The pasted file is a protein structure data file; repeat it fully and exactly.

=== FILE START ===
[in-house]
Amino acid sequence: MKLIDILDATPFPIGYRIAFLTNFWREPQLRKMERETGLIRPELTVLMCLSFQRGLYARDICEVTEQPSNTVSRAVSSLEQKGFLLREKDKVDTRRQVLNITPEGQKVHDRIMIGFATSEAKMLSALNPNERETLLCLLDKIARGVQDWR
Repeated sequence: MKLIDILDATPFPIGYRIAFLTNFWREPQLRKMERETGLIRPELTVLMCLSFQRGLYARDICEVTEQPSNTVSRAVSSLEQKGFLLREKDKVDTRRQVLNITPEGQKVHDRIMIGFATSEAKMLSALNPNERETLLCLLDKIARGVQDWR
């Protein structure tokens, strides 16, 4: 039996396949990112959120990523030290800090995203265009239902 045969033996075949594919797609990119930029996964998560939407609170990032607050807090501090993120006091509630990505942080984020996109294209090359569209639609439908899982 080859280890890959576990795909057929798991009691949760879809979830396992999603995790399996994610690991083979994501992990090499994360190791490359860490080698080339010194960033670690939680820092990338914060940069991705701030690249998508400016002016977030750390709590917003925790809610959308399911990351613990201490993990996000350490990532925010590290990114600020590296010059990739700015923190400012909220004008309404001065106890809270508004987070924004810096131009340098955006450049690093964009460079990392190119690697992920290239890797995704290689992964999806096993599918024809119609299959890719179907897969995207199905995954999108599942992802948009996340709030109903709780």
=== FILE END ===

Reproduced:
[in-house]
Amino acid sequence: MKLIDILDATPFPIGYRIAFLTNFWREPQLRKMERETGLIRPELTVLMCLSFQRGLYARDICEVTEQPSNTVSRAVSSLEQKGFLLREKDKVDTRRQVLNITPEGQKVHDRIMIGFATSEAKMLSALNPNERETLLCLLDKIARGVQDWR
Repeated sequence: MKLIDILDATPFPIGYRIAFLTNFWREPQLRKMERETGLIRPELTVLMCLSFQRGLYARDICEVTEQPSNTVSRAVSSLEQKGFLLREKDKVDTRRQVLNITPEGQKVHDRIMIGFATSEAKMLSALNPNERETLLCLLDKIARGVQDWR
């Protein structure tokens, strides 16, 4: 039996396949990112959120990523030290800090995203265009239902 045969033996075949594919797609990119930029996964998560939407609170990032607050807090501090993120006091509630990505942080984020996109294209090359569209639609439908899982 080859280890890959576990795909057929798991009691949760879809979830396992999603995790399996994610690991083979994501992990090499994360190791490359860490080698080339010194960033670690939680820092990338914060940069991705701030690249998508400016002016977030750390709590917003925790809610959308399911990351613990201490993990996000350490990532925010590290990114600020590296010059990739700015923190400012909220004008309404001065106890809270508004987070924004810096131009340098955006450049690093964009460079990392190119690697992920290239890797995704290689992964999806096993599918024809119609299959890719179907897969995207199905995954999108599942992802948009996340709030109903709780």